Bankrupt communications vendor Nortel Networks is continuing to sell off its businesses-most recently, Avaya put in a bid for its enterprise division-and the fire sale looks like it will continue.
Nortel July 20 announced a $475 million "stalking horse" agreement with Avaya for its Enterprise Solutions Business, which includes such assets as Nortel's UC (unified communications) and government business.
The stalking horse agreement is similar to the one Nortel made with Nokia Siemens Networks, which in June made a $650 million bid for Nortel's CDMA (Code Division Multiple Access) wireless business and LTE (Long Term Evolution) technology.
Like the Nokia Siemens deal, Avaya's bid sets the floor for bidding on Nortel's enterprise unit. If a rival were to place a larger bid for the unit, Avaya would have the option to match or beat the bid.
The move comes as officials with Nortel, which filed for Chapter 11 bankruptcy protection earlier this year, look to raise money through the sale of their businesses. When the company first entered into bankruptcy, officials spoke of creating a restructuring plan. Now the focus is on selling off its businesses, according to President and CEO Mike Zafirovski.
"We continue to be fully focused on running our operations and continuing to serve our customers while actively engaged in the sale of our businesses," Zafirovski said in a statement. "We have determined that the sale of our businesses maximizes value while preserving our innovation platforms, customer relationships and jobs to the greatest extent possible."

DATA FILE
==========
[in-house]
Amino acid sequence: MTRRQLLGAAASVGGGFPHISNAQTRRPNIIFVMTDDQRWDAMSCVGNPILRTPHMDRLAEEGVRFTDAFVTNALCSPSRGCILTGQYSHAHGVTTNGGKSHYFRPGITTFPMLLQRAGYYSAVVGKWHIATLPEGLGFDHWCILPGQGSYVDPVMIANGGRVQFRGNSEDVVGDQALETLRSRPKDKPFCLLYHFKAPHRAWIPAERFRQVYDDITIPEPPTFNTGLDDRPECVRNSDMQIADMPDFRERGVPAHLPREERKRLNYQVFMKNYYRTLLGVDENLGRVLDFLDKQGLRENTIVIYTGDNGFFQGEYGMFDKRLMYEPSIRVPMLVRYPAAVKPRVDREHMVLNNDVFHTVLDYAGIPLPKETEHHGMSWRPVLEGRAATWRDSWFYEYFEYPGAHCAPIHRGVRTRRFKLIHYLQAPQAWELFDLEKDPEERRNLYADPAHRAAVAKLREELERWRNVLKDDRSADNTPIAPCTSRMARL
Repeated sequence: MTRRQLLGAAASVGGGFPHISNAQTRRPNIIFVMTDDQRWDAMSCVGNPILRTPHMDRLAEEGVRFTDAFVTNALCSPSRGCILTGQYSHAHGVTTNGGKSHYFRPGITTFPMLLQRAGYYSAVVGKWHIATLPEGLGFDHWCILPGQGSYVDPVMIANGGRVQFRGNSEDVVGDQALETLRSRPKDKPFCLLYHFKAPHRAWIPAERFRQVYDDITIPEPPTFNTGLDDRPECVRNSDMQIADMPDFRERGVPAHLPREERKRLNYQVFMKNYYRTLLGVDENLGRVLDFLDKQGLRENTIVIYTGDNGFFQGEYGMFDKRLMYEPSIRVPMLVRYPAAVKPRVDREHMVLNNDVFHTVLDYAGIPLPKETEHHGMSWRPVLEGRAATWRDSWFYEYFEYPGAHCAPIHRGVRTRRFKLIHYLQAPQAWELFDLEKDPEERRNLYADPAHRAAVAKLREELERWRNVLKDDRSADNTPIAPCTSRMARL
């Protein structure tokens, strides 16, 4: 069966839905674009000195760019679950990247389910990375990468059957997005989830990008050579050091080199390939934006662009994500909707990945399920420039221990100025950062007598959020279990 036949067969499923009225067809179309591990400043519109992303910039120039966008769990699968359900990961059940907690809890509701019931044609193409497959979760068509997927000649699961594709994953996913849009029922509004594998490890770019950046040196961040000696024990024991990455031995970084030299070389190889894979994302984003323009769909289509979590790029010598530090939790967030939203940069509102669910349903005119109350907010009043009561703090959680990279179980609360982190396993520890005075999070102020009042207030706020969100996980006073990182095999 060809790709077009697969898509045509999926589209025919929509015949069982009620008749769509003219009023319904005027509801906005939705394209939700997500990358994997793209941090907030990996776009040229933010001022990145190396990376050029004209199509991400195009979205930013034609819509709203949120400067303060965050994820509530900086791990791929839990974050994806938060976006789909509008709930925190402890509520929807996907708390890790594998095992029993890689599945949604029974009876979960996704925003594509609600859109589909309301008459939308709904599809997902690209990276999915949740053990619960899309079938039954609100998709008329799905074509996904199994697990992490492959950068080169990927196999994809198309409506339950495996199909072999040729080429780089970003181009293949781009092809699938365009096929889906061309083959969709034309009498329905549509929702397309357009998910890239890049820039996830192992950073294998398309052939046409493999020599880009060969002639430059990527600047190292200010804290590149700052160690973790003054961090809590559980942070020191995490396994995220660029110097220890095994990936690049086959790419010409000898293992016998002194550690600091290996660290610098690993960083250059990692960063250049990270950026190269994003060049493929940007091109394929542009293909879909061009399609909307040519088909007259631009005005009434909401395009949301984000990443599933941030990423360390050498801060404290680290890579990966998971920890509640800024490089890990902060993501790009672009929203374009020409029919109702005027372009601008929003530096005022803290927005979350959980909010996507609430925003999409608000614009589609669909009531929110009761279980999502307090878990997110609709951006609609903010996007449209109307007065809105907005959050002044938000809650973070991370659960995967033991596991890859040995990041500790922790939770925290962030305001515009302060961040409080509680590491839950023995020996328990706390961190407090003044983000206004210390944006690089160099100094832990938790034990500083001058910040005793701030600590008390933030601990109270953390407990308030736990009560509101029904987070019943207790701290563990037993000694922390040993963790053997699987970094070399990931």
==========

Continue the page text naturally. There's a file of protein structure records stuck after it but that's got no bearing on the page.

It's still unclear what Nortel's endgame will be, Yankee Group analyst Zeus Kerravala said in an interview.
"They may be tearing away enough parts so that what remains can be profitable on its own," Kerravala said. "It's like a yard sale. Once you sell out enough stuff, you can then grow what you keep."
For Nortel, that would most likely be its carrier businesses, which has been a core piece of Nortel's history.
For customers of Nortel's enterprise business, an acquisition by Avaya would be a huge win, Kerravala said.
"For Nortel's customer base, there's been a long period of unprecedented uncertainty," he said. "That time is over."
The deal also would make the top vendor of enterprise communications technology, overtaking Cisco Systems. Kerravala estimates that with Nortel, Avaya would have about 25 percent of the enterprise communications market, with Cisco holding about 16 percent.
"The addition of Nortel Enterprise Solutions will increase Avaya's global scale, expand our channel partner network, and strengthen our world-class portfolio of products and services," Avaya President and CEO Kevin Kennedy said in a statement. "This is a strategic opportunity to acquire talent and complementary assets that position the combined company for growth and success."
Nortel's Enterprise Solutions Businesses garnered $2.4 billion in revenue in 2008. Kerravala said he expects Avaya would do a better job than Nortel generated profits from it.